It really is not hyperbolic to say that we are at war with cybercriminals, with the ransomware arena being the worst and most active front. Who is winning, who’s losing? It’s not a pretty picture. As you will see below, there aren’t many winners, so let’s start with the losing side:
Police Departments: According to NBC News, police departments in at least seven states have been hit by ransomware in the past couple of years. Just last year, five sheriff and police departments in Maine were victims of ransomware viruses.
Because police computer systems are notoriously old, slow, and outdated, often running Windows Vista, XL, and even DOS. Even worse: They are a treasure trove of valuable, confidential data, things like rape and violent crime reports, investigations, access to national data bases and more.
According to NBC, Lincoln County Maine’s Sheriff Todd Brackett didn’t want to pay the ransom. But, after two days, did. “We are cops,” he said. “We generally don't pay ransoms.”
Until they do.
Educational Institutions: In late 2016, Los Angeles Valley College lost control of its computer network to a ransomware infestation. Solution? The Los Angeles Community College District paid $28,000 in bitcoin to the hackers, with the money coming from a cybersecurity insurance policy.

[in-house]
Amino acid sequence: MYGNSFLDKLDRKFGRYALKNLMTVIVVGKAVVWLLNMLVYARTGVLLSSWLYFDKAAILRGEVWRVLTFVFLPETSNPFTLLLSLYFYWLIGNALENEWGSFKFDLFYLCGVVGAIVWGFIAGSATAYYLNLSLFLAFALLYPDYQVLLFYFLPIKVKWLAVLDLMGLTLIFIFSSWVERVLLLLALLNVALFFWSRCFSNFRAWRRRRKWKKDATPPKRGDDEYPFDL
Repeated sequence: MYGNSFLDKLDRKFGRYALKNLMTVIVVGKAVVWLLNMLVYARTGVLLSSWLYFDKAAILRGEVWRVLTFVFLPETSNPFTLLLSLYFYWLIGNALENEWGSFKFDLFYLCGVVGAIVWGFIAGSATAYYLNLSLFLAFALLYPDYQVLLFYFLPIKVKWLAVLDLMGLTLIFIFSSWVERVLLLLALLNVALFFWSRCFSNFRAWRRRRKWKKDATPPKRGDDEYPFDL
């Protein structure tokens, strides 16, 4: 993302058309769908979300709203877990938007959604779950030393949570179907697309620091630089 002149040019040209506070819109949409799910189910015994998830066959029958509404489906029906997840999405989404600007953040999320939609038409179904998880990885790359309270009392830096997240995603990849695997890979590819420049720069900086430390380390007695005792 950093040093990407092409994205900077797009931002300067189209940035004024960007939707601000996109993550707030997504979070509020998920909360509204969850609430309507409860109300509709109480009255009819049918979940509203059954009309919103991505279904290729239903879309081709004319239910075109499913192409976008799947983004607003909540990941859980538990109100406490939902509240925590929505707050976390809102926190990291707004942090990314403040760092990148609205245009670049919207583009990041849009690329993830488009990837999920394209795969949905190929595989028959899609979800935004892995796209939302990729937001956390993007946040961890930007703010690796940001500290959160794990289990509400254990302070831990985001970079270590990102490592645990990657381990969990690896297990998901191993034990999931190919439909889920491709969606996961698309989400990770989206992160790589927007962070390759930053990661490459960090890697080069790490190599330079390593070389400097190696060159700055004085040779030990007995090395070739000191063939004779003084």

Colleges and universities are especially susceptible to ransomware due to the open nature and complex systems of a university environment.
How vulnerable are they? According to BitSight, educational institutions are in fact the most common victims of ransomware attacks, with roughly 1 in 10 such institutions having been a victim of a malware attack.
Hospitals: Famously, Hollywood Presbyterian Hospital paid out $17,000 to hackers in 2016, but they are not alone. Similar attacks have recently been launched on the New Jersey Spine Center, Urgent Care Clinic of Oxford, and the Marin Healthcare District.
According to Wired, “If you have patients, you are going to panic way quicker than if you are selling sheet metal.” Indeed, “hospitals are the perfect mark for this kind of extortion because they provide critical care. Without quick access to drug histories, surgery directives and other information, patient care can get delayed or halted, which makes hospitals more likely to pay a ransom rather than risk delays that could result in death and lawsuits.”
The Bad Guys: It is almost impossible to overstate just how successful cybercriminals have been with their extortion-based ransomware scheme:
- Ransomware attacks are up by 300% over last year
- Ransomware infects more than 30,000 devices a month
- Average ransoms more than doubled to almost $700 last year, over $1 billion total
- Less than half of victims recover all of their data
Computer security companies: What can a small business, hospital, police department, or other organization do in the face of this sophisticated computer assault? Their best bet is to backup regularly to the cloud, and rely on security software. And that is why the IT security firm Symantec just bought the identity theft firm LifeLock – for $2.3 billion.
© 2017 The Strauss Group, Inc.